Bob Douglas, painter
Bob Douglas is both an artist and an educator. A professor of art history and Pan-African studies at the University of Louisville, he has also lectured on African and African-American art at colleges and universities throughout the United States. His nationally and internationally published writing on art includes exhibition catalogues, journal essays, and book chapters.
As an artist, Bob is both a distinguished painter and sculptor. One of his most meaningful art contributionsthe work featured in this documentary segmentwas created here in Louisville more than 30 years ago.
In 1970, Bob created a series of murals for display in the Louisville Parent Child Center. Their stark, almost life-sized images showed the desperate child-development needs of the impoverished Park-DuValle community in the late 1960s. Together, the four murals also told a visual story of progression within the homes of African-American families. The first mural showed a single mother looking very depressed, with her kids on the floor. But by the last mural in the series, the group had become a large family, father included, in a yard with swings. As viewers moved from picture to picture, they were left with a feeling of hope for the future. The murals not only represent Douglas earliest work, but also recall a bygone era when western Louisville was a key battleground in the War on Poverty.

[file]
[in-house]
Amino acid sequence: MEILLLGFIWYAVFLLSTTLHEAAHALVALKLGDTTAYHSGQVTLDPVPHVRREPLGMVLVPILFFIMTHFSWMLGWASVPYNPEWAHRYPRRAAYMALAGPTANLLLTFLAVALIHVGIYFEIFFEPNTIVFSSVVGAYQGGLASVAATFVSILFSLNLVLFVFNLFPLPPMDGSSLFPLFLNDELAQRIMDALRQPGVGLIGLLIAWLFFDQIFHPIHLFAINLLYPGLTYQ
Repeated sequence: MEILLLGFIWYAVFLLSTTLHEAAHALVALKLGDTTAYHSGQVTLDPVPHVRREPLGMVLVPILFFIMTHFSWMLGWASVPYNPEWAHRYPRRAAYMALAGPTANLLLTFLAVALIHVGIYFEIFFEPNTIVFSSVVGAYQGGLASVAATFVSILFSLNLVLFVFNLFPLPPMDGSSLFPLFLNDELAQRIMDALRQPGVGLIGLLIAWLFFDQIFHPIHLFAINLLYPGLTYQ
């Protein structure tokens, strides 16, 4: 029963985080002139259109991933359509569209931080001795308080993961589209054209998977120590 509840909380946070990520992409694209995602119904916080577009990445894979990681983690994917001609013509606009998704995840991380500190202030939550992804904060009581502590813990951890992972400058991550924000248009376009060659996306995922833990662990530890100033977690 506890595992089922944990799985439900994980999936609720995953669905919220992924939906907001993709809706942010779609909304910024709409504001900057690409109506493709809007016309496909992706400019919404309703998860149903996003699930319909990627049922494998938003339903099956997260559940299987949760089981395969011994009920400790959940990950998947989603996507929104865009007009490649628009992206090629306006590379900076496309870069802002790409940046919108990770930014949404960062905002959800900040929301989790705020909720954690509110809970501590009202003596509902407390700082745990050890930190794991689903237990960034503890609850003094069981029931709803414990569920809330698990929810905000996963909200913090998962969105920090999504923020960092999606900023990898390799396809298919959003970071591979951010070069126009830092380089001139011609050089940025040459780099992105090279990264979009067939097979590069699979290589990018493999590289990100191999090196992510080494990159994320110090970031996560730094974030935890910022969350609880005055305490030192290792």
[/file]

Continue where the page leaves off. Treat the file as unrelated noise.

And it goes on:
Over the years, though, partly because of a lengthy renovation at the center, the murals have been damaged. Now Bob finds himself back at work trying to restore three of the four muralsall the while resisting the urge to make any artistic changes.
One of the murals, however, was lost during a move made by the center during the 1980s. Bob is hoping that someone may know what happened to that mural. If you have any information concerning the missing mural (pictured below in an archival photo), please contact the Mixed Media staff at (502) 456-7084 or firstname.lastname@example.org.